: Liz (Julia Roberts
) is an underwhelmed, privileged New York City woman. She divorces her husband and decides to find herself via food, traveling and love.
: I'm sure you've heard the story by now -- a woman unsatisfied with the excess of her upper-class life tries to find herself through traveling the world. Times are tough for Liz... she needs balance! Manhattan is getting to her! She doesn't even want a salad for lunch! Oh, the horror!
I'd like to see an Eat, Pray, Love
about a single mother in Brooklyn or Queens who is dealing with a tragic economy -- how exactly would she find balance? A Greyhound trip to New Jersey? We all could have the option of "finding balance" if we didn't have the stress of cash flow.
I am sure this will be an obvious complaint -- but if people could afford to not work for a year, endlessly travel and never worry about a dime then none of us would have stress in our lives. We could all eat, pray and love, spending hours out of the week to meditate. Directed by Ryan Murphy
, Eat, Pray, Love
drowns in elitism that is eye-rolling; the intentions are good but too fantastical. I was waiting for unicorns and fairies to appear (an elephant does walk up to Julia!).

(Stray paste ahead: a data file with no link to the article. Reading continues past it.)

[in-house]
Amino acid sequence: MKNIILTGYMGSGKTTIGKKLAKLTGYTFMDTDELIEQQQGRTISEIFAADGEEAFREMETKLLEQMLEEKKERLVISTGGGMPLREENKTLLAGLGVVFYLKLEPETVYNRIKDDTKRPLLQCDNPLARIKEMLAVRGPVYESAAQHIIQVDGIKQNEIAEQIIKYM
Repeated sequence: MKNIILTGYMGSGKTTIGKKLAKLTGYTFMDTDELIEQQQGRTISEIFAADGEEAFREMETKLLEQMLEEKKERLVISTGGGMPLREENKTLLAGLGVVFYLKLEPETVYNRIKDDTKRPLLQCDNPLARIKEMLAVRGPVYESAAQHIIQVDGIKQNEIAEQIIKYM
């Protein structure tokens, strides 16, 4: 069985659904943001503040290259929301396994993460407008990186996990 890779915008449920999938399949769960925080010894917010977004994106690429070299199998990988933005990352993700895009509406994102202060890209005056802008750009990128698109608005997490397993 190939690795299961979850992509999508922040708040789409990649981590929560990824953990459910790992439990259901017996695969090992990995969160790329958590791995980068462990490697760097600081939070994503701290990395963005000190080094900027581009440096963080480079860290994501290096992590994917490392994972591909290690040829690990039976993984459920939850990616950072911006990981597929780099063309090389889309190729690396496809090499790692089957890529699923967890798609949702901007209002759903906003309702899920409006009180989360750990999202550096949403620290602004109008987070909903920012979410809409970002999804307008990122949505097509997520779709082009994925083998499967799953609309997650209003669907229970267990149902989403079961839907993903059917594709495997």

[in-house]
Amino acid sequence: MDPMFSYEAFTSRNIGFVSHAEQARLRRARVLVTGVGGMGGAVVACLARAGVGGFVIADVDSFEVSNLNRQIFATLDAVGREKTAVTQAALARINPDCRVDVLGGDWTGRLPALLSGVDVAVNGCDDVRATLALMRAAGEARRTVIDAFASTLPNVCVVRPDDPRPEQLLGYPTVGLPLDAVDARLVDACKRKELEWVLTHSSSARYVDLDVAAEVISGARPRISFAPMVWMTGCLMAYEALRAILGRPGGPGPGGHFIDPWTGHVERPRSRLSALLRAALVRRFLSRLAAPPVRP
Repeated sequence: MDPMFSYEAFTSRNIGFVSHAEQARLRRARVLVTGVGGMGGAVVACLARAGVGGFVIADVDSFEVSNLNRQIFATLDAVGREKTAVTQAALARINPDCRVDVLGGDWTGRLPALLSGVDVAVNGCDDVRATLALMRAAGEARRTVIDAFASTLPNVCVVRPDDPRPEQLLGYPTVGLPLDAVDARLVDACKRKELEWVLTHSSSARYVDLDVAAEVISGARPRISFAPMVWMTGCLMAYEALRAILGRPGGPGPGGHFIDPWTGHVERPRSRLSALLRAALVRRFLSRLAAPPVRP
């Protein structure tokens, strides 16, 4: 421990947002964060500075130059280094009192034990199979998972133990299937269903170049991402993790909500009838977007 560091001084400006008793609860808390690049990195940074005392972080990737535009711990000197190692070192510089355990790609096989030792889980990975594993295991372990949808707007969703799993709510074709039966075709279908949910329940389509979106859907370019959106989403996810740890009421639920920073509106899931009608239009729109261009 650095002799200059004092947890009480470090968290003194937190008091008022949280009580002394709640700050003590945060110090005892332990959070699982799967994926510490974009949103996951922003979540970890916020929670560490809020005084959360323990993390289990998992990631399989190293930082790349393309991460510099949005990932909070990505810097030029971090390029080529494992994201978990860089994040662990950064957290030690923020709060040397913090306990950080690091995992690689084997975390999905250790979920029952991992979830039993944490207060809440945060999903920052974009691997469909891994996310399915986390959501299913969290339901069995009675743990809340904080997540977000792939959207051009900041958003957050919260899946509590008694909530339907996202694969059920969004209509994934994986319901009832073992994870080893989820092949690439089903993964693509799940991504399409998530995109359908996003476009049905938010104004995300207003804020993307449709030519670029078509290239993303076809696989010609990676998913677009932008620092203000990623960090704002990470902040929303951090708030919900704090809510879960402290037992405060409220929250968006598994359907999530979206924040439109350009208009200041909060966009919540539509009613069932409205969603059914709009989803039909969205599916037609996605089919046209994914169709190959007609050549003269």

That said, in the beginning, Eat, Pray, Love
is enjoyable with its gems of relationship wisdom. This is partly due to the good writing from the book by Elizabeth Gilbert
. When the movie goes from narrative to storyline, the heart of the film gets abandoned in the Hollywood glam.
There is the good acting, which is a given. Yes, Julia Roberts is still an incredible actress. Then there is the always flawless and Tony Award-winning Viola Davis
, who is unfortunately put into the small role of the best friend -- again. As Meryl Streep said
, "My God, somebody give her a movie!"
Also, the lensing has a cinematic beauty. Each frame is shot with detail, showcasing the character's various travels -- this is a better travel commercial than full length movie.
You can't forget the constant eating. Sure, there is some liberation in Julia Roberts encouraging her friend to eat anything you want, but the repetition made Eat, Pray, Love
feel like a preachy food commercial for D'Agostino.
Speaking of preachy, there is the high-context message of self-love, attempting to frame itself as a revolutionary tale for modern women. After all the whining that Liz doesn't need a man, after being harassed by everyone possible that she must have a husband, after all the one-liners about independence -- in the end, she ends up with a man using the clichéd excuse that she could fall in love now because she found herself. So, at the end of the two and a half hours we get to the same point of all the other stereotypical chick flicks. Eat, Pray, Love
is an overly intellectual version of any other flavorless Jennifer Lopez
or Kate Hudson
Eat, Pray, Love
is in theaters tomorrow.